Date of Award


Degree Type


Degree Name

Master of Pyschology


Faculty of Community Services, Education and Social Sciences

First Advisor

Dr Susan Gee


The relationship between university lecturers' perceived stress, use of humour to cope with stress, optimism, pessimism, and burnout was investigated. Participants included 180 lecturers from a range of Perth universities and disciplines. Questionnaire packages were delivered to the participants at their universities and were later returned to the researcher by mail. A principle components analysis was first performed on the Life Orientation Test-Revised, a self-report instrument designed to measure optimism, and demonstrated support for a two-dimensional model of optimism and pessimism. A hierarchical multiple regression analysis was subsequently conducted to determine the ability of perceived stress, humour, optimism, and pessimism, followed by the interactions between perceived stress and humour, optimism, and pessimism, and then gender to predict lecturers' burnout. The results revealed that after perceived stress had been accounted for, humour and optimism had a significant main effect on burnout. Pessimism and gender were not significant unique predictors of burnout. The interactions between perceived stress humour, optimism, and pessimism did not predict burnout. The findings highlight the role of humour and optimism in predicting burnout, and the implications for burnout prevention strategies.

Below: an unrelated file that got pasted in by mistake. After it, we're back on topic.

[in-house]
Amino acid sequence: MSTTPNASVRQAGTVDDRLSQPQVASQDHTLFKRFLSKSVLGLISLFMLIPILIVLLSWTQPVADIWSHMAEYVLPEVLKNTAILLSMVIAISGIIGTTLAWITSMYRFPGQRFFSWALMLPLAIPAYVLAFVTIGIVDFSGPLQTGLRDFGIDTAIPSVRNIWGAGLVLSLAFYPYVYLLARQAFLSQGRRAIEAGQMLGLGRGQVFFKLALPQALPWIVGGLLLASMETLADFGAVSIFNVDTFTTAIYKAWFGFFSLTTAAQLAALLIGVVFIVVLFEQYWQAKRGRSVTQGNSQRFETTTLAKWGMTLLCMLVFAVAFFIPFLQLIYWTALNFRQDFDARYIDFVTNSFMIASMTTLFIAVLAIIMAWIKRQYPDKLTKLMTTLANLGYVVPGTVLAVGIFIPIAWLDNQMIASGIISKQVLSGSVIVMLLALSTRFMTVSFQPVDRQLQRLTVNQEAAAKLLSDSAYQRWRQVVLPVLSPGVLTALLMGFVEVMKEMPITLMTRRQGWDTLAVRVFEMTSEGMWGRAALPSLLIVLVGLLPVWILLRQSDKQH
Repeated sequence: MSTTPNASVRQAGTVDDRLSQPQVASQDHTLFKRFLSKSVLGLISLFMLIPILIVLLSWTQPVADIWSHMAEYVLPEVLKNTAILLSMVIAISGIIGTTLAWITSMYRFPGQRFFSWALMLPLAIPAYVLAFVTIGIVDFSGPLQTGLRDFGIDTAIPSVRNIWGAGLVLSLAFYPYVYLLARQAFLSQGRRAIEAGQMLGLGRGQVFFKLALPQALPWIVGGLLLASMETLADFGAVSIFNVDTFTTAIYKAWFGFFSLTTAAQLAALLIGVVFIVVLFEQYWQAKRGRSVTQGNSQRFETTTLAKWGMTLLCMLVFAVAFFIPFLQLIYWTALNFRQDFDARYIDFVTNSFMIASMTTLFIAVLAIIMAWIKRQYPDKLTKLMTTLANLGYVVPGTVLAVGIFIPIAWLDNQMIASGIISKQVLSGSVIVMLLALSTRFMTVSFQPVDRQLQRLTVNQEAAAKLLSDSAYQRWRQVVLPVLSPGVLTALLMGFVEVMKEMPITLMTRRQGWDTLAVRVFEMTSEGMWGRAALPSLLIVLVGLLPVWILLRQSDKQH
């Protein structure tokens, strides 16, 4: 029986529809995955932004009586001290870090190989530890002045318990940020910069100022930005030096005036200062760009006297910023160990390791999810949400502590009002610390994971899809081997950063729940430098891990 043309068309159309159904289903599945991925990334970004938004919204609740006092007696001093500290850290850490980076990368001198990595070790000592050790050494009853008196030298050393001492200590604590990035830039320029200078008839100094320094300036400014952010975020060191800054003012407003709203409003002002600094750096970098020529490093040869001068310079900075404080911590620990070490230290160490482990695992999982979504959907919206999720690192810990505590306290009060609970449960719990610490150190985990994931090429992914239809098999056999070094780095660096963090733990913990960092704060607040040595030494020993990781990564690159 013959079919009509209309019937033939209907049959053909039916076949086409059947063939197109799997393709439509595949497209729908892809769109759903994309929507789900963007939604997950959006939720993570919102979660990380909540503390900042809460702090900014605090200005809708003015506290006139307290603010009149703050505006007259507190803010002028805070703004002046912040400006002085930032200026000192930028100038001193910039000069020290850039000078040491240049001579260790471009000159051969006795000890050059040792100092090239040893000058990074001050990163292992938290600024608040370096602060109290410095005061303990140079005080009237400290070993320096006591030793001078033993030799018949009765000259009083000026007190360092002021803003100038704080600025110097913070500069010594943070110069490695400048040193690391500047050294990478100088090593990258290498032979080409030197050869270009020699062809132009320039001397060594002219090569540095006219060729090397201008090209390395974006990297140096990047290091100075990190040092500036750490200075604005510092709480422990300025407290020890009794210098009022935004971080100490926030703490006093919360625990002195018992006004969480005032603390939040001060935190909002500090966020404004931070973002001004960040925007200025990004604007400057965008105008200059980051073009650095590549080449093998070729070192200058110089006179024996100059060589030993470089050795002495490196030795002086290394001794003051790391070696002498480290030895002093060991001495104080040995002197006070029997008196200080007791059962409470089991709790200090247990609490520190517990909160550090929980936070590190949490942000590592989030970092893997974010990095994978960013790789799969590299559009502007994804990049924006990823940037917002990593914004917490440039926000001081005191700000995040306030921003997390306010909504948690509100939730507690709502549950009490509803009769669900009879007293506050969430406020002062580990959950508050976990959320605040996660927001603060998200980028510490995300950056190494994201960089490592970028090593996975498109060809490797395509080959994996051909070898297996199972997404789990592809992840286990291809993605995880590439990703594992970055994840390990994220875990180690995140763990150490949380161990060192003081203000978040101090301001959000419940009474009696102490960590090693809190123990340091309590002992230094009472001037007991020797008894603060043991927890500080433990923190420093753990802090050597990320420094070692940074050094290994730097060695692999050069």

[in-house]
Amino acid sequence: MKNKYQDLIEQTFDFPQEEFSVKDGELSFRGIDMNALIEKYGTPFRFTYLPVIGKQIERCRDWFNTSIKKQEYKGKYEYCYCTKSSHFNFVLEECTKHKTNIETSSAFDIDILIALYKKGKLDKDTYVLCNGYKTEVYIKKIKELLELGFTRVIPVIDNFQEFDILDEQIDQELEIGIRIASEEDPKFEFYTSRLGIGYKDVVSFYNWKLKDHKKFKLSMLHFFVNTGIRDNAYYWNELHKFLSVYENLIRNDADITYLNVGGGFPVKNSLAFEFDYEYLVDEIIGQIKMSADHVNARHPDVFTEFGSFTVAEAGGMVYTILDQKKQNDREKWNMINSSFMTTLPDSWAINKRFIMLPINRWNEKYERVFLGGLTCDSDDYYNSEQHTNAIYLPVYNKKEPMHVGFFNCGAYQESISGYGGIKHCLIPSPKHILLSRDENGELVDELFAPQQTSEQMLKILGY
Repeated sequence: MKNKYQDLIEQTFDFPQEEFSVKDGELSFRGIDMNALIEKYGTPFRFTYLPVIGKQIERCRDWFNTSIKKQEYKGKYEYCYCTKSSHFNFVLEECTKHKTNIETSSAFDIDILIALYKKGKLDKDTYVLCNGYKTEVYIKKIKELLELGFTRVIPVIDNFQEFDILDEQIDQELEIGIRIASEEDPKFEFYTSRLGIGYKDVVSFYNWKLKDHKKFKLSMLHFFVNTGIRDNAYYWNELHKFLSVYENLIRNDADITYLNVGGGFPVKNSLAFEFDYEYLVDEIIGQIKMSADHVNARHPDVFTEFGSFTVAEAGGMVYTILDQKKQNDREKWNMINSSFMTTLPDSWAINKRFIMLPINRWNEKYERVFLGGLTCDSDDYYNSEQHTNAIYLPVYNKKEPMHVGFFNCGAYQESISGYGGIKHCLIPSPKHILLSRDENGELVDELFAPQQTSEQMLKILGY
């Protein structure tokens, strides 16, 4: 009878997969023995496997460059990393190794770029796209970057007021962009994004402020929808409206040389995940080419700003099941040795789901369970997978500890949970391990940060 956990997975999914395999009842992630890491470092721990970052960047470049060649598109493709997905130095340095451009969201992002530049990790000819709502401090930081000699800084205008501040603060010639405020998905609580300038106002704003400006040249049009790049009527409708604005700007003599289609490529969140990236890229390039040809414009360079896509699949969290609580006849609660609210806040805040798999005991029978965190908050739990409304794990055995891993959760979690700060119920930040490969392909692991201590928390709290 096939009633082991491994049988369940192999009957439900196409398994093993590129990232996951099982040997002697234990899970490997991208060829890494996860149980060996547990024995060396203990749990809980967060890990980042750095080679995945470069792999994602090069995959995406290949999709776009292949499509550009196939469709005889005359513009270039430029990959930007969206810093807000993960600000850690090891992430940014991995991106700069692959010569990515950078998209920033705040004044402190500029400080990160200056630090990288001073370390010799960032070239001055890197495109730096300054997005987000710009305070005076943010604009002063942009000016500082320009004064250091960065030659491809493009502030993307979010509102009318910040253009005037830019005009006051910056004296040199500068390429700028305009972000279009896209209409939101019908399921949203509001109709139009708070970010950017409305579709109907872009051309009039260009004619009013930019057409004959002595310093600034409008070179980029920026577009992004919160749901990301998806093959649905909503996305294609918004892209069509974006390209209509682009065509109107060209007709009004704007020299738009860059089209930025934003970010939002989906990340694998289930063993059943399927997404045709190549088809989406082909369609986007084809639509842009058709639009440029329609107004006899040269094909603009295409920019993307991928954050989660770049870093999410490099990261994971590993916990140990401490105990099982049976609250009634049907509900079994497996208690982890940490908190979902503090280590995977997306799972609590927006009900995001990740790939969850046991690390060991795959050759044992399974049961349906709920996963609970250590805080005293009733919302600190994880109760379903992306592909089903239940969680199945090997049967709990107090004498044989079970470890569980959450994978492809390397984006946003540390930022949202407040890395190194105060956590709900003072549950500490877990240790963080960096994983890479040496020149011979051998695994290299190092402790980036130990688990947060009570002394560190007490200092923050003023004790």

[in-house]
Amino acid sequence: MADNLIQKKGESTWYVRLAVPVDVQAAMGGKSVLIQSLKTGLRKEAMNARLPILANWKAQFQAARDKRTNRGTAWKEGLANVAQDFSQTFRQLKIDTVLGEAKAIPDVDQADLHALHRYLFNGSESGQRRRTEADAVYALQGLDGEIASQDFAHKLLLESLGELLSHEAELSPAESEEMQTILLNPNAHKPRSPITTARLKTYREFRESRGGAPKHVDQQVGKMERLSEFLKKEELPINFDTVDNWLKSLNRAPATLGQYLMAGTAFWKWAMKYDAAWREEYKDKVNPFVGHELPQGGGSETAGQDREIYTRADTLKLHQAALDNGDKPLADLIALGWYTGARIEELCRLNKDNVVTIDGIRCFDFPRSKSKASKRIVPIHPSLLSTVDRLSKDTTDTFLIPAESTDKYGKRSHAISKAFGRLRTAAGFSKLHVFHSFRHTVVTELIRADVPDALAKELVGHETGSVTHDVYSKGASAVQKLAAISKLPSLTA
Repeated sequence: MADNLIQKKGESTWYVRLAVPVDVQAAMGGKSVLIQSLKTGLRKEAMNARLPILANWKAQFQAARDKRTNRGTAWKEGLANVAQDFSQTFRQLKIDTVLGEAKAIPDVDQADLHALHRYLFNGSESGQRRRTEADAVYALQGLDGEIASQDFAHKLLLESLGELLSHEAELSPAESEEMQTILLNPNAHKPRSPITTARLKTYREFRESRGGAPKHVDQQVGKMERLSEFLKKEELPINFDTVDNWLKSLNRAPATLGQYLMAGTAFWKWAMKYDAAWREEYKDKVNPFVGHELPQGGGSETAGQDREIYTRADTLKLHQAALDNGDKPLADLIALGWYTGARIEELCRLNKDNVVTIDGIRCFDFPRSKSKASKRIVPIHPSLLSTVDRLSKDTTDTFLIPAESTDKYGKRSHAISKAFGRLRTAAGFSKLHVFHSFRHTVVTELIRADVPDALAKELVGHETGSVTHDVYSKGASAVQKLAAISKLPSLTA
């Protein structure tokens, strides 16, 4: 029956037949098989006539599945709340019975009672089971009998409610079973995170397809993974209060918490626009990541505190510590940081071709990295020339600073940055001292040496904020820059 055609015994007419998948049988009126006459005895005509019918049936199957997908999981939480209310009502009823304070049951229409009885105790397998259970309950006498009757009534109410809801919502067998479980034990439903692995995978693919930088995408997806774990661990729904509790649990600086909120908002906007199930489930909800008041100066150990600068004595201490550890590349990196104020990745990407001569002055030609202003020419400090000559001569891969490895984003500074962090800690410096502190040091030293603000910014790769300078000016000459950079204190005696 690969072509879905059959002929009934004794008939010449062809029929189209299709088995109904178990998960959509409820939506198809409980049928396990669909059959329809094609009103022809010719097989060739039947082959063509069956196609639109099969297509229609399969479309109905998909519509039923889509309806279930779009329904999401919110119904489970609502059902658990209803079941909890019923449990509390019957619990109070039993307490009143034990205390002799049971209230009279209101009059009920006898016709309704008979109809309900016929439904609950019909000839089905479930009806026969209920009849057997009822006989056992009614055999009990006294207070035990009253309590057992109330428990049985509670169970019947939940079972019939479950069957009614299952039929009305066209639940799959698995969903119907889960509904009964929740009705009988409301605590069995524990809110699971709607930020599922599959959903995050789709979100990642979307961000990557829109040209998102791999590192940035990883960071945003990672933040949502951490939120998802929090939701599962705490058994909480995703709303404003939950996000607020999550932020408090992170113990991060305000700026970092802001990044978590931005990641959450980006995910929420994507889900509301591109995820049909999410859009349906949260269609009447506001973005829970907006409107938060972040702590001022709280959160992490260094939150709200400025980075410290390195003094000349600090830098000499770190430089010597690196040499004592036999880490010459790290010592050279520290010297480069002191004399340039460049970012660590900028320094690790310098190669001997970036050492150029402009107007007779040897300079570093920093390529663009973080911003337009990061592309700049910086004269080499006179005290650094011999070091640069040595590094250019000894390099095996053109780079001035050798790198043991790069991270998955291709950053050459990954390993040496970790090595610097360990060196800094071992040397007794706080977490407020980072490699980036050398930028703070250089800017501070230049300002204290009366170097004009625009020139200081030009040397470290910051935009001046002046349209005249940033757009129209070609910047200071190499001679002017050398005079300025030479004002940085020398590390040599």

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Psychology Commons